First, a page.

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I have this C function:

double f(int x)
{
    if (x <= 0)
        return 0.0;
    else
        return x * log(x);
}

which I am calling in a tight loop, and would like to get rid of the branch to see if it improves performance.

I cannot use this:

double f(int x)
{
    return x * log(x);
}

because it returns NaN when x == 0 (which is true about 25% of the time.)

Is there another way to implement it so that it returns 0 when x == 0, but still get rid of the branch?

(I am less concerned about negative inputs, because these are errors, whereas zeros are not.)

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?: is also branching but if you want to get rid of if-else then you can use it –  Omkant Nov 15 '12 at 17:55
1  
Well, you do have a piecewise function. It's hard to imagine how to evaluate it without a condition on the pieces. But check your assembly, which may replace the branch by a conditional-move anyway. –  Kerrek SB Nov 15 '12 at 17:59
5  
Performance of this calculation is going to be completely dominated by log. Therefore, you want the branch in there, because you don't want to call log if you're going to throw away the answer. –  zwol Nov 15 '12 at 18:03
1  
Logarithm is implemented as a function on x86-64. It's unlikely that not branching but calling the expensive function always brings more than branching and occassionally not calling it. –  FUZxxl Nov 15 '12 at 18:04
5  
For the purposes of testing performance, just replace the function with return x * log(x). That gives the wrong answer, sure, but it's no slower than whatever branch-free code you could possibly come up with. So unless it's dramatically faster than what you have, you can stop. There's no need to actually come up with the branch-free code because you've established that it won't help. –  Steve Jessop Nov 15 '12 at 18:07

3 Answers 3

up vote 4 down vote accepted

Any branch free code must contain a calculation of x * log(x) to cover the "normal" case.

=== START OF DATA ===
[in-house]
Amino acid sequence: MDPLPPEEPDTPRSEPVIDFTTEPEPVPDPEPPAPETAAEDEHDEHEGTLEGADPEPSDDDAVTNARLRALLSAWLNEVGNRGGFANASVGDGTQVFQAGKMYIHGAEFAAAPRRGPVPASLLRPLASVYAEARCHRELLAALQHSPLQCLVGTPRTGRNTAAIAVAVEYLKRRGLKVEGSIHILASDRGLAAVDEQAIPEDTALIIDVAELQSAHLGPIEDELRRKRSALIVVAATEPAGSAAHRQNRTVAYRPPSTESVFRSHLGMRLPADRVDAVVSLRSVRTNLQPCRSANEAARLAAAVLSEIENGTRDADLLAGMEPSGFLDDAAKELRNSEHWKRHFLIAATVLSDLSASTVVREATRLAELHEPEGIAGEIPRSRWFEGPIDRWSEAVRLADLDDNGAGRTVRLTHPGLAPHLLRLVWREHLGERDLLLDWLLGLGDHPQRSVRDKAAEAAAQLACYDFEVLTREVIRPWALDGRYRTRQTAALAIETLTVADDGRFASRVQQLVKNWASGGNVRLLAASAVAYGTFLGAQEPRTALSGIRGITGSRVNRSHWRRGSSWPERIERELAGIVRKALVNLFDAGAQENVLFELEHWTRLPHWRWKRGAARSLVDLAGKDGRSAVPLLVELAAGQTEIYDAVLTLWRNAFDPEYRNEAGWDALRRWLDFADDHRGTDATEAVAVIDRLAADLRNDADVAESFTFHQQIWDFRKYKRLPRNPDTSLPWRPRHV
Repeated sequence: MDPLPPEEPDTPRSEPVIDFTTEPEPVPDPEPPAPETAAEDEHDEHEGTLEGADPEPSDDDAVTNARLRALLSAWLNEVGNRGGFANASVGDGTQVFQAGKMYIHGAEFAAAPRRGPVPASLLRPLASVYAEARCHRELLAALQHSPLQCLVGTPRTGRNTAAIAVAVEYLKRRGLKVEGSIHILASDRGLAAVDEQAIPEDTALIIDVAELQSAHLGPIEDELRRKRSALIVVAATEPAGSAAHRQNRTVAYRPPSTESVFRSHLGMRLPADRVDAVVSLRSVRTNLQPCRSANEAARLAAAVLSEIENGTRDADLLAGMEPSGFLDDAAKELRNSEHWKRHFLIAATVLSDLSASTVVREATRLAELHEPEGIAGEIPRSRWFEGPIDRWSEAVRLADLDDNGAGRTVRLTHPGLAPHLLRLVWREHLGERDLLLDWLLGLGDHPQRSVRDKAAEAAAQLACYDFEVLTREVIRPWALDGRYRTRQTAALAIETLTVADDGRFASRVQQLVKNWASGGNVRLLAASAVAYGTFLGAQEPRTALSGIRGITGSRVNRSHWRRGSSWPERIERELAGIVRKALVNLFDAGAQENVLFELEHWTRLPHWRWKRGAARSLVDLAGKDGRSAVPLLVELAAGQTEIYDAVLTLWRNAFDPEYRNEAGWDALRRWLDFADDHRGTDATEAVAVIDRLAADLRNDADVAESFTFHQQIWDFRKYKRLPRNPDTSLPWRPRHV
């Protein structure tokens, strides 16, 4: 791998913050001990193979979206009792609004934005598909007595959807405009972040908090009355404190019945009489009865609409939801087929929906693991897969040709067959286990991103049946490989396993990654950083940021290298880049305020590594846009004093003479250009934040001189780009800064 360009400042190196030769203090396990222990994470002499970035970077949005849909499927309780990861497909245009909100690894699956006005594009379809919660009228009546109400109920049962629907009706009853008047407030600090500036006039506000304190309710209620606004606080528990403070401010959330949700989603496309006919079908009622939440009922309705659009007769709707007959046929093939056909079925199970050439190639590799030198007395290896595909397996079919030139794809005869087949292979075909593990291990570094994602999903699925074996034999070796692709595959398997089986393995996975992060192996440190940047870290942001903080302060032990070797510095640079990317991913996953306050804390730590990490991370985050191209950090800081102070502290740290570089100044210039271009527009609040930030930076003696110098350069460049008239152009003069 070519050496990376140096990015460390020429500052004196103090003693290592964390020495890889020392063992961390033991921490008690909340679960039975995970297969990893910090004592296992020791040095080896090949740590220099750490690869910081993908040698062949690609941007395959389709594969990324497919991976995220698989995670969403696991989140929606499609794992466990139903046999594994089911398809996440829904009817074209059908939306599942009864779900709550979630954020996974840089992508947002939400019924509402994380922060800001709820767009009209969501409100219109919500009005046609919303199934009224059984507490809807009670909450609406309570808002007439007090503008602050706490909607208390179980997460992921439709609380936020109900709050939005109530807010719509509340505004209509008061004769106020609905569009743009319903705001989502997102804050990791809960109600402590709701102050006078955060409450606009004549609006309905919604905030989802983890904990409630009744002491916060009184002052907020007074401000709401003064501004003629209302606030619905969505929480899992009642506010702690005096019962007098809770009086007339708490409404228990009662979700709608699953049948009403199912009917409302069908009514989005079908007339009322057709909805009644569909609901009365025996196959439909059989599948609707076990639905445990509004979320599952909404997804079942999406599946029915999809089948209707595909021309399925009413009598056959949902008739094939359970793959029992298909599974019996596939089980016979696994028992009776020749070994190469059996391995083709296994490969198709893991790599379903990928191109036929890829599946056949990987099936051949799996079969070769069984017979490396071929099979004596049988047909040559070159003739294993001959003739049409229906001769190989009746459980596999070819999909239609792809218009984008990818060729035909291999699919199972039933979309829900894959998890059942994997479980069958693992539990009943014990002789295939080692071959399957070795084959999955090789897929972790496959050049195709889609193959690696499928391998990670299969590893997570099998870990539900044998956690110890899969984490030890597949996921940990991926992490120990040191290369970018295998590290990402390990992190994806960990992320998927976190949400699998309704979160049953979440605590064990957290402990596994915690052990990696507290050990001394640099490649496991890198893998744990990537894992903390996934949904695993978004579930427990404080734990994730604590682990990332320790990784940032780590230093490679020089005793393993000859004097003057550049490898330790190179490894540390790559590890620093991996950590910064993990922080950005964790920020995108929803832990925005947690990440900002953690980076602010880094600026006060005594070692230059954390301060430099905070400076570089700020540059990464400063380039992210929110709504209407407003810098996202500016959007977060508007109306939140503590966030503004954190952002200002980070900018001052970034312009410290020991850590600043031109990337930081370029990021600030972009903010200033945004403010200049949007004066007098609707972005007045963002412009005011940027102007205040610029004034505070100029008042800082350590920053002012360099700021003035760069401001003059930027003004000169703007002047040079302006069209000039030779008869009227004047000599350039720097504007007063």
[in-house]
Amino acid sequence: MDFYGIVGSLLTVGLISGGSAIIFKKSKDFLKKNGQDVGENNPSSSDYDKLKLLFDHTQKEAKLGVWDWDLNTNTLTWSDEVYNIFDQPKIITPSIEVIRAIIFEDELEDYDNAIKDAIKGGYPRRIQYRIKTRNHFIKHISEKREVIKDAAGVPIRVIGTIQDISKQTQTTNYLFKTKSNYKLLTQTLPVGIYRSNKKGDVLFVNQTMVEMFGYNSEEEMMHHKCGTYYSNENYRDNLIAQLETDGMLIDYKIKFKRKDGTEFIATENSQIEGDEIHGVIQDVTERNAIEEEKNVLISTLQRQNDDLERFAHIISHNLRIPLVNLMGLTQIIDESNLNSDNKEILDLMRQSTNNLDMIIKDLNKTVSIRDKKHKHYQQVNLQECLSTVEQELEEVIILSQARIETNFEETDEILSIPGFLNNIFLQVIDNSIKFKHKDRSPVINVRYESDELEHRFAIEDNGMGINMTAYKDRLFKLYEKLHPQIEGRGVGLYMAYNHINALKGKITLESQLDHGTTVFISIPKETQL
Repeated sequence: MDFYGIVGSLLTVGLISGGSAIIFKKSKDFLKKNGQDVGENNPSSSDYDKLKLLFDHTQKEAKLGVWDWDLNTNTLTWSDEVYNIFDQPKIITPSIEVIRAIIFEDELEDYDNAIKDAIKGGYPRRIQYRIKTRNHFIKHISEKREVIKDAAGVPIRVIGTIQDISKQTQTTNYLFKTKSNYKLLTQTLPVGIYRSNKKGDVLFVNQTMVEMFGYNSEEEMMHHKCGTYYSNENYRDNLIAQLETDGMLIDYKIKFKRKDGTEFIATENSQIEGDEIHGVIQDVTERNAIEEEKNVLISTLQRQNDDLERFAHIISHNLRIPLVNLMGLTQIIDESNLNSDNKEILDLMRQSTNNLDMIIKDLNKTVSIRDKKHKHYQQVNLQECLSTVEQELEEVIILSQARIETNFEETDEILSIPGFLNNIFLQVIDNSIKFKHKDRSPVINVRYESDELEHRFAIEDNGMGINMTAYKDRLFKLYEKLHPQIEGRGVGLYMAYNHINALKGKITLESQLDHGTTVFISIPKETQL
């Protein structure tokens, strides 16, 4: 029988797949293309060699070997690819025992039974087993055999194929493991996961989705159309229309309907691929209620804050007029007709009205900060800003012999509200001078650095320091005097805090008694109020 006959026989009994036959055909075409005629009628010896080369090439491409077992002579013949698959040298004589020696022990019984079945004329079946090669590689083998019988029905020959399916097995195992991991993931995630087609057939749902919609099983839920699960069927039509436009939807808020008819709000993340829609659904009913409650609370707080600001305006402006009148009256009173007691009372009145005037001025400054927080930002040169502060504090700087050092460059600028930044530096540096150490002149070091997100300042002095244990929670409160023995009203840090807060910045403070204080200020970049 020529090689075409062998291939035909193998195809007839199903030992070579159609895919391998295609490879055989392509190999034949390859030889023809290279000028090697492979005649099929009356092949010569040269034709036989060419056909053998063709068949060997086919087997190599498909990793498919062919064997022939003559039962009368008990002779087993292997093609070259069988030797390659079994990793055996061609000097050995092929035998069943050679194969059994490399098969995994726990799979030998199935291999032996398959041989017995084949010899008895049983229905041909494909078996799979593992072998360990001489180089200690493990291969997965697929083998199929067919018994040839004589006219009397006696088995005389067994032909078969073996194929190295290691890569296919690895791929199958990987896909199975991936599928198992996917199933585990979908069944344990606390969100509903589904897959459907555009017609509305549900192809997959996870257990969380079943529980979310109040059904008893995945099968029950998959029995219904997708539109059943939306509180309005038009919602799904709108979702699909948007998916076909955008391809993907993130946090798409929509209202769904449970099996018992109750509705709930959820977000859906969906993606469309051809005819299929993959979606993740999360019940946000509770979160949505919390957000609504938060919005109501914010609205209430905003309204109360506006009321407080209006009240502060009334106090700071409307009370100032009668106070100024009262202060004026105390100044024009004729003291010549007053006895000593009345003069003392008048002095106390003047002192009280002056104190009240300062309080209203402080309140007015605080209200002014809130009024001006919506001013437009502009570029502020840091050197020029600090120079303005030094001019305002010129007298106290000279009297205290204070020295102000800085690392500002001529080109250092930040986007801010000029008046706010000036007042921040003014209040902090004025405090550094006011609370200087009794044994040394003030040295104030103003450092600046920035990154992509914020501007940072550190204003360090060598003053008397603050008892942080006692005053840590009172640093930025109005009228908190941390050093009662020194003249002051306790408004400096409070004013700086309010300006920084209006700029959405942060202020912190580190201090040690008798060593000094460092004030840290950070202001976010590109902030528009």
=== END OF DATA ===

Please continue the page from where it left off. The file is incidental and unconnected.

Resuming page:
So, before trying to come up with that branch-free code, measure the speed of x * log(x) alone. Unless it's significantly faster than the code you have, there's nothing significant to be gained here. And I suspect it won't be.

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First note that log(1) = 0. Then you can write the problem as x * log(y), where y = 1 if x <= 0, and otherwise equals x; if y = 1, then x doesn't matter, because log(y)=0.

Something like y = (x > 0)*x + (x <= 0) will do this, and then:

double f(int x) {
    return x * log((x > 0)*x + (x <= 0));
}

It just depends on whether log(1) and four integer ops are worse than a branch.

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1  
Works. As you said, it's probably a lot slower than a branch. It does provide a perfect answer to the OP's question, though, so +1. –  Tim Kemp Nov 15 '12 at 18:27
    
I'd be curious if log(1) is a special case that bails out early. Even then, though, the two comparisons, add, and multiply may take longer than a branch. –  Hodapp Nov 15 '12 at 18:29
    
+1 for that answer! –  George Nov 15 '12 at 18:35
    
Of course it's down to the compiler whether this code is actually branch-free or not, but it has the nice feature of looking like it might be ;-) –  Steve Jessop Nov 15 '12 at 21:11
    
But where would a compiler get a branch out of this? From the comparison operators? –  Hodapp Nov 15 '12 at 21:18

Compiler extensions can help here. In GCC, you would do this:

if(__builtin_expect(x > 0, 1)) {
    return x * log(x);
}
return 0.0;

GCC will then generate machine code that favors the x > 0 == 1 branch.

If you don't care about negative numbers, then you can treat x == 0 as an unlikely branch instead:

if(__builtin_expect(x == 0, 0)) {
    return 0.0;
}
return x * log(x);

If you're not on GCC, you should check the documentation of your compiler and see whether it provides an analogous feature.

Note that it's still not branch-free. It's just that the likely branch takes less time.

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When x is 0 “true about 25% of the time”, I do not think that favoring x > 0 helps. –  Pascal Cuoq Nov 15 '12 at 18:04
1  
@PascalCuoq If x is <=0 25% of the time, then it's >0 75% of the time. So that's what favored here. At least that's how I understood the question. –  Nikos C. Nov 15 '12 at 18:07
    
This gets rid of the jump in the more frequent case, but not of the branch, as I understand the term. It probably still helps the OP, so I'm upvoting. –  user4815162342 Nov 15 '12 at 18:10

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